The Territory Volume Commission Structure is a one-of-a-kind system. The commissions earned from sales made within a territory are divided equally among all the sales representatives who work within that area.

For instance, the sales quota for three sales reps working in a 100-mile radius is $75,000. The first salesperson makes a $30,000 profit. The second salesperson makes a $26,000 profit. The third representative sells $22,000 worth of merchandise. The salespeople made a total of $78,000, exceeding their quota. As a result, they share the 20% commission equally and earned $5,200 each.

To make this sales commission plan work, your sales team must foster a collaborative atmosphere in which each team member is motivated to contribute to the larger goal.

Must Read: 6 Things to Look for in a Sales Commission Software

4. Gross Margin Commission Structure

Commission structures for gross margin commissions are similar to those for revenue commissions. The difference is that a sales representative’s commission is based on the gross revenue generated by each sale rather than the wholesale price.

To make this sales commission plan work, your sales team must foster a collaborative environment in which everyone is motivated to contribute to the larger goal. Sales representatives are paid a commission depending on this figure.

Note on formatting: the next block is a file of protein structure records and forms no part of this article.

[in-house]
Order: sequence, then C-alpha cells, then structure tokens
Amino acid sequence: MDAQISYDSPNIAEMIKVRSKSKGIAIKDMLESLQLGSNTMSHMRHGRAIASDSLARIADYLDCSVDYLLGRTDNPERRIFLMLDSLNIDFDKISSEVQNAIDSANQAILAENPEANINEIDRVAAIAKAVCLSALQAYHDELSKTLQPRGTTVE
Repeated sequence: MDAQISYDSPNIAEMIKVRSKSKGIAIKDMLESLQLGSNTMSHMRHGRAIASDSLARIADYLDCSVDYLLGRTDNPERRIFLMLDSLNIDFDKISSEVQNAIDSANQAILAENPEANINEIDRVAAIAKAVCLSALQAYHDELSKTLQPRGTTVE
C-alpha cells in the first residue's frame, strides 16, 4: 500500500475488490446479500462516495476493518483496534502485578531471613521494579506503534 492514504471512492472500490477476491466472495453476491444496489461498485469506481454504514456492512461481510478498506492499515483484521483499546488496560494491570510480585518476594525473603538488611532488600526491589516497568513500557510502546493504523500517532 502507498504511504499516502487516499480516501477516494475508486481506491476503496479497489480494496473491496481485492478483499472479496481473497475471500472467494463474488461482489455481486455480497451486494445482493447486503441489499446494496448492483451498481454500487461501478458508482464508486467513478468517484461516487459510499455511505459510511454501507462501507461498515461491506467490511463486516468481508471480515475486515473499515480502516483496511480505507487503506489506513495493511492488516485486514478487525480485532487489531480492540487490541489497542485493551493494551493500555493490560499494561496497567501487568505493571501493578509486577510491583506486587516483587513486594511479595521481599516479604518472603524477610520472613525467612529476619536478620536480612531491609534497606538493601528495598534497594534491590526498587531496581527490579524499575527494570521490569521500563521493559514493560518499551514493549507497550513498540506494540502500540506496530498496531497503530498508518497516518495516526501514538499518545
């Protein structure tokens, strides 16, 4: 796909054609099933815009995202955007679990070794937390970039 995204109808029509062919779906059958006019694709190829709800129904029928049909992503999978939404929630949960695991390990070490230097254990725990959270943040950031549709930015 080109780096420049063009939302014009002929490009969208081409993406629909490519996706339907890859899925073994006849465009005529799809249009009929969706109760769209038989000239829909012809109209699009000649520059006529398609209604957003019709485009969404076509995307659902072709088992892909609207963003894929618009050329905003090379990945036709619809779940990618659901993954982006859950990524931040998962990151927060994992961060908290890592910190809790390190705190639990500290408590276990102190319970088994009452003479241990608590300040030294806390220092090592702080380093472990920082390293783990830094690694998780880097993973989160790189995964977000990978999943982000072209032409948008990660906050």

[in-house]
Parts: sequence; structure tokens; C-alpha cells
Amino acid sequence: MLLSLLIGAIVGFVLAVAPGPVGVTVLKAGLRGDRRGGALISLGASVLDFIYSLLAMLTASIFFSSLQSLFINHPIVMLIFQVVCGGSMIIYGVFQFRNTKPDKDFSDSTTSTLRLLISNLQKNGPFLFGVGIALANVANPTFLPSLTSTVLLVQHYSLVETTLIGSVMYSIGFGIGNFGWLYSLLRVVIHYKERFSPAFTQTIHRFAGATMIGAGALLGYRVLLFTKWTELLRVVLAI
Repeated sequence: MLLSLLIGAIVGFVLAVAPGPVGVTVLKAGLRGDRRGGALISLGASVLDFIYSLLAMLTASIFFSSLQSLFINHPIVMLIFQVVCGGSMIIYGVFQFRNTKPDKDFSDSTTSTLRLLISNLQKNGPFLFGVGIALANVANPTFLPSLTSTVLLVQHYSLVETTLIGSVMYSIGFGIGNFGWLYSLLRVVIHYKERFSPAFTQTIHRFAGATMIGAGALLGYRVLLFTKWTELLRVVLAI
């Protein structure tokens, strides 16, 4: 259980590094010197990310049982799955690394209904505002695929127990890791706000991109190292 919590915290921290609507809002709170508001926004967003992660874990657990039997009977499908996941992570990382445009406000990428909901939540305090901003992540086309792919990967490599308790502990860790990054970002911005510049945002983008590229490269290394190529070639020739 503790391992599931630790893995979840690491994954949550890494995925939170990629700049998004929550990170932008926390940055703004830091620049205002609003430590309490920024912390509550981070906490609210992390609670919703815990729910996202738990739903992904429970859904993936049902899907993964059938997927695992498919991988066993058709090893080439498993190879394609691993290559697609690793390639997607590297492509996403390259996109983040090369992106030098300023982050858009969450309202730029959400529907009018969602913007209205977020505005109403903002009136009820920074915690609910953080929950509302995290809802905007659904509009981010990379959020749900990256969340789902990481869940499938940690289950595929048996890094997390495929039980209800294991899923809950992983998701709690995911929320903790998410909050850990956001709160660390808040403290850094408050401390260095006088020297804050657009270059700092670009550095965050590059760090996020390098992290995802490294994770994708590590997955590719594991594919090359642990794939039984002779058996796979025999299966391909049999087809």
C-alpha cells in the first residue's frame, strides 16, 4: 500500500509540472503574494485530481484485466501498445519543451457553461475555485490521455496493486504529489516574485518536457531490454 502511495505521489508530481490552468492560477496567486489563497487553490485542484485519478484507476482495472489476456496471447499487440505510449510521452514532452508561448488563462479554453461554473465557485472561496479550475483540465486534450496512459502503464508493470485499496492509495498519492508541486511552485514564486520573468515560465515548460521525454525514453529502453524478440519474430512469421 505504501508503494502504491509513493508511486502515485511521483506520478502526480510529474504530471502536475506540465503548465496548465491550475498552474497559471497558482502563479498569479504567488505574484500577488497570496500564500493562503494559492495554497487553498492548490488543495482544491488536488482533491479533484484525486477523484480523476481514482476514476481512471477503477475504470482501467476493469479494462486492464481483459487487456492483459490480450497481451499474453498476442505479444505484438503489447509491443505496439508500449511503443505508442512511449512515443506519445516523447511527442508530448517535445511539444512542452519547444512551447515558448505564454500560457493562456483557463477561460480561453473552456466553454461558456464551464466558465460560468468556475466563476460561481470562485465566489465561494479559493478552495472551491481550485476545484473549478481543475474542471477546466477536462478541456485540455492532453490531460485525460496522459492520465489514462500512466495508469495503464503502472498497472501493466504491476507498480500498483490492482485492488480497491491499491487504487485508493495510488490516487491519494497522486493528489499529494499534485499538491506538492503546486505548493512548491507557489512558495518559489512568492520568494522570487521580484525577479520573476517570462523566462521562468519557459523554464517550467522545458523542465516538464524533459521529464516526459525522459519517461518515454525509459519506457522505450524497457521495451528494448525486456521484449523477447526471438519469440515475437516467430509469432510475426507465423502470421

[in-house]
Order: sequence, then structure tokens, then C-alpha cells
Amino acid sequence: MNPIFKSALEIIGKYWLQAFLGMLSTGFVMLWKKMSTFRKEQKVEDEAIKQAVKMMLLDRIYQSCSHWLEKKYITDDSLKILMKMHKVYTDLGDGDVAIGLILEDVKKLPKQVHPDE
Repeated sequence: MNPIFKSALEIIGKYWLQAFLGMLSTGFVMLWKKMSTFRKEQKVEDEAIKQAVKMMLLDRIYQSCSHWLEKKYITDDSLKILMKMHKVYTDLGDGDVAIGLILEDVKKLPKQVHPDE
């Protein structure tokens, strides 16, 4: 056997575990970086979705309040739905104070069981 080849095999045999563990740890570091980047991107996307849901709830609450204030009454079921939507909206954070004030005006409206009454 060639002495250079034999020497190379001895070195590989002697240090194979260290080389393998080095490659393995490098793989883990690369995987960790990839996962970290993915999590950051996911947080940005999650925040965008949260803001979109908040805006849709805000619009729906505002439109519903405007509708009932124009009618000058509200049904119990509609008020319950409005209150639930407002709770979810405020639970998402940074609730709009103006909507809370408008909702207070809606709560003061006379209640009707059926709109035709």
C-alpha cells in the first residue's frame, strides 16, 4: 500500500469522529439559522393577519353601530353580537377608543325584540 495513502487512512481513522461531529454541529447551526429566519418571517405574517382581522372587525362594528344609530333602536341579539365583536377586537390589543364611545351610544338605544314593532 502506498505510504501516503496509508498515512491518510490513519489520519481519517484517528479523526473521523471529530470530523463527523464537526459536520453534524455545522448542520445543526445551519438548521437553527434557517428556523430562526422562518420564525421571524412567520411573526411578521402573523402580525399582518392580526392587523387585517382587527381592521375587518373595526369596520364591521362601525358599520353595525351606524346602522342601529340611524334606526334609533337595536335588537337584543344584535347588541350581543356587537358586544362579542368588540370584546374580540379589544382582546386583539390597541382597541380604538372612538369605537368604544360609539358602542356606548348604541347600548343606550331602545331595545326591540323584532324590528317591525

For example, if your company’s service costs $1,000 but incurs $500 in transaction costs, the sales representative will be paid a percentage of the remaining $500 profit.

Those who support a gross margin commission structure feel that all sales should benefit the business’s bottom line.

5. Commission Structure with Levels

Sales representatives, particularly those who are top performers and/or highly driven, prefer a tiered commission structure. In a short, salespeople get higher commissions if they close a certain number of deals or generate a certain amount of revenue.

For example, a sales representative earns a 5% commission on all products sold up to $10,000 in total revenue. After surpassing $10,000 in revenue, the same sales representative would earn 8% on any revenue generated under the tiered approach.

If you’re trying to develop your sales team, this commission structure is ideal because it rewards top performance and encourages representatives to explore new revenue channels like upsells and cross-sells.

Conclusion

The sales commission system and commission calculation you select for your company are critical. The appropriate strategy will encourage your salespeople, boost their productivity and effectiveness, and even help you lower the turnover rate in your department.

When it comes to compensation schemes, you may select one of the ten options presented in this article. You may also mix and match them to create a custom plan that’s tailored to your specific squad.

Whatever you do, remember that the more you pay your salespeople, the harder they’ll work for you, helping you to attain greater success.